Magnetic Declination Used by Reed Wablers During Migration

While locating one’s latitudinal location is not a problem, determining one’s longitudinal location could be quite difficult. It took scientists a long period of time to accurately identify a person’s location. People who navigate the seas used to have difficulties finding their location. Explorers later on devised the use of time keeping to solve this dilemma.

Birds however seem to have learned way ahead of us. They journey long distances yearly and always gets to their destinations accurately. How do they do that? Do they know the map? Have you ever wondered how birds find their way when migrating from one place to another?

Previous studies have suggested that birds and other creatures uses the Earth’s magnetic field as a way to traverse. But these studies have not really determined how exactly it works. Scientists have been trying to discover the mechanisms.

Recently, experts have just found out that migratory birds use the geomagnetic map on their journey. They have the ability to detect the difference in location of the true north pole and the geomagnetic north. These birds use this ability to approximate their position hence helping them orient themselves to their destinations.

A recent experiment was conducted by Richard Holland and Dmitri Kishkiniev of Bangor on mature Reed warblers on their yearly migration from Russia to Africa. During this study, the researches captured mature and immature Reed warblers temporarily in specialized cages and studied their reactions under controlled magnetic fields. They found out through this experiment that a slight change on the magnetic field can elicit substantial reactions on the birds.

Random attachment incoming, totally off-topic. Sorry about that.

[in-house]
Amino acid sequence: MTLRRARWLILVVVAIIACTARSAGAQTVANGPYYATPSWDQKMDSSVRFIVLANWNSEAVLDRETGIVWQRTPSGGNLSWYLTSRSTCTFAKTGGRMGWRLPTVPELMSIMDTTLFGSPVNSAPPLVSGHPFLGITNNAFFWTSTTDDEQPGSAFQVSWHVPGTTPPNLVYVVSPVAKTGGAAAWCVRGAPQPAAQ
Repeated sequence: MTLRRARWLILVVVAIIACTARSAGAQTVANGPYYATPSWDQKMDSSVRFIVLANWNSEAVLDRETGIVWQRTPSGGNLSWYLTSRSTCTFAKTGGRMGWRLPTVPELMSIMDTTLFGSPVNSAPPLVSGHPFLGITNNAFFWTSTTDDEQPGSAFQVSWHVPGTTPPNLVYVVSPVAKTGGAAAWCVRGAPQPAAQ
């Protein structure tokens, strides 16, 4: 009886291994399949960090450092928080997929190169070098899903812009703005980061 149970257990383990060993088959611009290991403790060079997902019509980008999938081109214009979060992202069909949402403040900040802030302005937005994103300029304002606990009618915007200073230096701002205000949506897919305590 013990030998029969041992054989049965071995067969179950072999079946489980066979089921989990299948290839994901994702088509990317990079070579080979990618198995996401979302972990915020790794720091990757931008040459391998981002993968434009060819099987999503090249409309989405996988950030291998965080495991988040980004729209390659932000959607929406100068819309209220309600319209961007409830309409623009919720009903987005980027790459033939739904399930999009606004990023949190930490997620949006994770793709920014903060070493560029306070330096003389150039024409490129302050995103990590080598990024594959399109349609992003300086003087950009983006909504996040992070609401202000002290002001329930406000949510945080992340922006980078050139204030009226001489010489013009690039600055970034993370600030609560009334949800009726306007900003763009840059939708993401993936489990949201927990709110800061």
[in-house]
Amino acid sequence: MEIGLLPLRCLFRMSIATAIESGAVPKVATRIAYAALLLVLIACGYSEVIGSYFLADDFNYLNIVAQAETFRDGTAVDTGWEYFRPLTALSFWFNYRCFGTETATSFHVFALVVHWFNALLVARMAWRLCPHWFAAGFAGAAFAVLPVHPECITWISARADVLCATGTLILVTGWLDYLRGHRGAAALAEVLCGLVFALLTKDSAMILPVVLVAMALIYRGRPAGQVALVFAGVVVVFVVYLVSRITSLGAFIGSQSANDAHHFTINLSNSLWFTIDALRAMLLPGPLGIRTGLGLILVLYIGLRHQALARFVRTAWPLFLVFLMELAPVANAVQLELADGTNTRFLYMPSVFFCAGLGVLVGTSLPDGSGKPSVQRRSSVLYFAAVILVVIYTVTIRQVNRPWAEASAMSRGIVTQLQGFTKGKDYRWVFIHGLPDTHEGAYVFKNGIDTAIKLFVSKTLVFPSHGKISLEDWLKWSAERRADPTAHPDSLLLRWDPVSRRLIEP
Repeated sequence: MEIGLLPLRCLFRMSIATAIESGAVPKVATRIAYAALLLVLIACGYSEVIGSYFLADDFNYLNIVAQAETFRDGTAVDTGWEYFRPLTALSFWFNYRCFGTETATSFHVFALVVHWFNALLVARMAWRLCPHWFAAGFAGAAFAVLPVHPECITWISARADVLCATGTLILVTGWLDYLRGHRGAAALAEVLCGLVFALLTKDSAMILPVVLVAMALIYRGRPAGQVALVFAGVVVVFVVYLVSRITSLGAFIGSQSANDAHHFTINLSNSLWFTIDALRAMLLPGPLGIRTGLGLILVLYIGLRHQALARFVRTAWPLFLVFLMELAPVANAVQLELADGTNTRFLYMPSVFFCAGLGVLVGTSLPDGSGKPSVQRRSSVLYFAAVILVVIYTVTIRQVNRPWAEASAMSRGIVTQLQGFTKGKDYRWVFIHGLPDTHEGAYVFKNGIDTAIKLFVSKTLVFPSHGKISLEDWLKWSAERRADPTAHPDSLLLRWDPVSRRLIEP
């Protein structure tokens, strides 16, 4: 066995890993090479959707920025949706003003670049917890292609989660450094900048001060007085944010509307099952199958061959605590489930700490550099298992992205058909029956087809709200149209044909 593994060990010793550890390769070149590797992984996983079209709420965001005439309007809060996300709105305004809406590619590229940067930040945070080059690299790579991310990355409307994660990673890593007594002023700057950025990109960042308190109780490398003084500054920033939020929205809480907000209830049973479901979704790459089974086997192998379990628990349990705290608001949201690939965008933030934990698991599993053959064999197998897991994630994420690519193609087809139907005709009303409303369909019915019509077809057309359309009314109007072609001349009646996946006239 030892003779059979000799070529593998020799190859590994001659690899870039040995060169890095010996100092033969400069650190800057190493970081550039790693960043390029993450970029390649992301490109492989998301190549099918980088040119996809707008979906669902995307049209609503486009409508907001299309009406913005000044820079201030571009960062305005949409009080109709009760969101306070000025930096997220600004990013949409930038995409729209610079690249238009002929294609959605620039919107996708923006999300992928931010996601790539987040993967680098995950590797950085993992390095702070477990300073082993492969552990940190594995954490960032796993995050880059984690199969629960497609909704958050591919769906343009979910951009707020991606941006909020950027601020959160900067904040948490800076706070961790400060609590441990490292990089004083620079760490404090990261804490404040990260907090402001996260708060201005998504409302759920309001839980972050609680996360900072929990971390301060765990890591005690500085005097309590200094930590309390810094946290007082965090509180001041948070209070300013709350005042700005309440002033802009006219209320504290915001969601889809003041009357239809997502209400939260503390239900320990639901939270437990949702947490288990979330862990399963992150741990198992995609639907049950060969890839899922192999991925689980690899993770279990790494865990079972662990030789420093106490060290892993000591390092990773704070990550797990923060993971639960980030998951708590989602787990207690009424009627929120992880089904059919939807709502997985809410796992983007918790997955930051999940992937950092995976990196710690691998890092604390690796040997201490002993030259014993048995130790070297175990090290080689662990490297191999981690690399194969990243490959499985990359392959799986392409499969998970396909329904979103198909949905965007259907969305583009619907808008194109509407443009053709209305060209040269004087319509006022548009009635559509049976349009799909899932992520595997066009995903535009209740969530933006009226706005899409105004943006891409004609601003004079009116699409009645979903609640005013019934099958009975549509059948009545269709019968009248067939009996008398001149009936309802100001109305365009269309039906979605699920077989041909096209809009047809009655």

Furthermore, the same change did not have similar effects on immature birds. They did not adjust properly to the changes in the magnetic signal. Rather they were confused indicating that this innate reaction is learnt by the mature birds through years of experience.

This innate sense, combined with other factors such as the physical environment and wind direction helps the birds migrate to faraway places.

There are still a lot of questions that are left unanswered about how these migratory birds and other animals learn to explore around. They also still have to find out whether or not other birds and animals also use the same sense. But these findings are very important in understanding their migratory characteristics.

And maybe in the future, we might find this information useful in human navigation. We may probably try to consider using this magnetic fields in aerial, nautical, and terrestrial transport systems and even in simple daily activities, such as navigating through a new place in an while riding streetstrider elliptical bike.

The useful ideas could be countless and hundreds of studies has to be done but with the rate that science is on nowadays, it is not an impossibility.

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